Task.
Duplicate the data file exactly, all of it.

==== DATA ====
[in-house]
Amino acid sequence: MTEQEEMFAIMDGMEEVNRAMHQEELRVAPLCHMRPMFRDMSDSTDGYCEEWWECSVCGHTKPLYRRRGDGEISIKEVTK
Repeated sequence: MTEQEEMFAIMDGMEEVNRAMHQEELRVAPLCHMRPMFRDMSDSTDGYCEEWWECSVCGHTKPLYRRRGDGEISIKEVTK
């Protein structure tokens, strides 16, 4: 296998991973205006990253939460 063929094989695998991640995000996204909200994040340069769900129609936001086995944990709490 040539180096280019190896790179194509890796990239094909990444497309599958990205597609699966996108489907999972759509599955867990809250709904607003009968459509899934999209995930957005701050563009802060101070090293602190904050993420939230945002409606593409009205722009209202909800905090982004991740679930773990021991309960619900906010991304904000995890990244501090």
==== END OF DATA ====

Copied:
[in-house]
Amino acid sequence: MTEQEEMFAIMDGMEEVNRAMHQEELRVAPLCHMRPMFRDMSDSTDGYCEEWWECSVCGHTKPLYRRRGDGEISIKEVTK
Repeated sequence: MTEQEEMFAIMDGMEEVNRAMHQEELRVAPLCHMRPMFRDMSDSTDGYCEEWWECSVCGHTKPLYRRRGDGEISIKEVTK
């Protein structure tokens, strides 16, 4: 296998991973205006990253939460 063929094989695998991640995000996204909200994040340069769900129609936001086995944990709490 040539180096280019190896790179194509890796990239094909990444497309599958990205597609699966996108489907999972759509599955867990809250709904607003009968459509899934999209995930957005701050563009802060101070090293602190904050993420939230945002409606593409009205722009209202909800905090982004991740679930773990021991309960619900906010991304904000995890990244501090």